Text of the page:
A book with a mission—its purpose, in some people's minds, could not be more timely nor more necessary. Like former Secretary of Education Bennett's Book of Virtues (1993) for adults, this is a collection of short stories, poems, fables, and excerpts organized into ten chapters: Self-Discipline, Compassion, Responsibility, Friendship, Work, Courage, Perseverance, Honesty, Loyalty, and Faith. Each begins with a brief essay; these are sharp and to the point. Most of the entries, from a wide variety of cultures and eras, have a sentence or two of nonprovincial context to make the link to the featured virtue. The selections are compelling and appropriate, by contributors ranging from the well known to the obscure. This is not a book to hand to children to read through by themselves, but for sharing in short spans with a thoughtful adult. Along with other readings, from the concurrent to the adverse, it could serve as a basis for an ongoing series of discussions among families or in classrooms. The virtues espoused, assumed to be objective categories rooted in common sense and in universal moral imperatives, are as perennial as the grass, and even if they have become buzzwords in today's political climate, the book is not just for the ethically challenged. (Anthology. 11-13)

Pub Date: May 1, 1995

ISBN: 0-382-24923-2

Page Count: 384

Publisher: N/A

Review Posted Online: May 20, 2010

Kirkus Reviews Issue: May 15, 1995

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Using baseball as a guide for dating, Beam, in his U.S. debut, hits a grand-slam. When seventh-grader Darcy Spillman becomes smitten with beautiful and popular Danalda Chase, he hopes to “get to first base” with her. Of course, first he has to ask her out, and Darcy isn’t sure Danalda even knows he exists. Normally, Darcy would turn to his Grandpa Spillman for advice, but Grandpa is showing the early signs of Alzheimer’s. Instead, he turns to the new girl, Kamna, who suggests that Darcy should try out for the Cheetahs, his middle school’s baseball team. That would certainly win Danalda’s favor. Unfortunately, when the two finally go out, Danalda lives up to her reputation of being superficial, leaving Darcy unimpressed. It turns out that it’s Kamna he’d rather be with. Using baseball terms as his chapter headings, followed by definitions, Beam has managed to write a story that is fresh, funny and appealing to lovers and lovers of baseball, both male and female. (Fiction. 11-13)

Pub Date: Jan. 1, 2007

ISBN: 0-525-47578-8

Page Count: 192

Publisher: Dutton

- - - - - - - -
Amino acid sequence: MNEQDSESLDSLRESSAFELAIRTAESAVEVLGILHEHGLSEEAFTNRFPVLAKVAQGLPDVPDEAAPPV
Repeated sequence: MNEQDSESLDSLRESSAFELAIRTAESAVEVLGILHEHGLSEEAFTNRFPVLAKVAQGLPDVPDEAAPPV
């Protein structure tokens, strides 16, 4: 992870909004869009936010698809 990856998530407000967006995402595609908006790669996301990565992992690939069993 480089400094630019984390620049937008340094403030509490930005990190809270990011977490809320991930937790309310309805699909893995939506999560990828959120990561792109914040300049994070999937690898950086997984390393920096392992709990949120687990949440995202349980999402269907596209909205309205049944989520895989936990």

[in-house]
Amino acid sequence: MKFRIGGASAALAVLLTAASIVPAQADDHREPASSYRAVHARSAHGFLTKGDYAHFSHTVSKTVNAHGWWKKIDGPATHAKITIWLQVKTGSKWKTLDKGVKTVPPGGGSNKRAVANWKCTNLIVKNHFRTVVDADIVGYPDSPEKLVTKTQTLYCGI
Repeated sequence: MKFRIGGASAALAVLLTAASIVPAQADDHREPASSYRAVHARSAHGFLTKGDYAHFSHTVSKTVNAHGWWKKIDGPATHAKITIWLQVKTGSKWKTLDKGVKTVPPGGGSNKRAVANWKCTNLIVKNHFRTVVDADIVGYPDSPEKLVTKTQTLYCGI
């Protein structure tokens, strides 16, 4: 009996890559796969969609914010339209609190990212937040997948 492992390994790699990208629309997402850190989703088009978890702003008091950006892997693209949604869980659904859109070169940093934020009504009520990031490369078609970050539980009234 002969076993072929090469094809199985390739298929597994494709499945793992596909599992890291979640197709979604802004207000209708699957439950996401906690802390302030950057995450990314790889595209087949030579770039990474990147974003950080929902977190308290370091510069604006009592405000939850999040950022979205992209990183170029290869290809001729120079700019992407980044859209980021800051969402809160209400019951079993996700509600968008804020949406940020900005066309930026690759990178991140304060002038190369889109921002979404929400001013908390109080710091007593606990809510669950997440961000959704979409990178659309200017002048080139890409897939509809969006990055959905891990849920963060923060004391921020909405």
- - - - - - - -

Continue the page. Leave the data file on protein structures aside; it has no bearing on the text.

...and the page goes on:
Review Posted Online: May 20, 2010

Kirkus Reviews Issue: Dec. 15, 2006

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Wallace flattens the sophomore jinx in this taut, present-tense tale of an underdog high-school soccer team battling internal dissension, set in the same Pennsylvania town as his strong debut, Wrestling Sturbridge (1996). Friends and soccer nuts since grade school, Barry and Joey bring new life to a team that was 2-11-1 last year, but their relationship is undergoing a power shift. Joey's need to dominate is getting on Barry's nerves, on the field—where his reluctance to pass the ball is costing games—and off: He cuts in on Barry's pursuit of Shannon, a luscious schoolmate. The more the buddies drift apart, though, the harder Joey plays, and through a series of exciting games he takes the team to a climactic try at the local league championship. Meanwhile, Barry arranges to be alone with Shannon at a party, and Joey retaliates by getting him fired from the inn where they both work. The friends' rift is healed by an exchange of knuckles and twin attacks of common sense. Wallace's teenage characters—all involved in athletics—are drawn from life and mostly likable; adults stay in the background, but Barry enjoys an unusually close relationship with his savvy college-age brother, Tommy, a font of good advice. Thanks in part to occasional descriptive asides, Sturbridge takes on a distinctive character, too: It's a small, ethnically diverse, sports-focused town, limited in its opportunities but not as confining as it seemed in the previous book. Engrossing fare. (Fiction. 11-13)

Pub Date: Sept. 1, 1997

ISBN: 0-679-88670-2

Page Count: 158

Publisher: Knopf

Review Posted Online: May 20, 2010

Kirkus Reviews Issue: July 15, 1997

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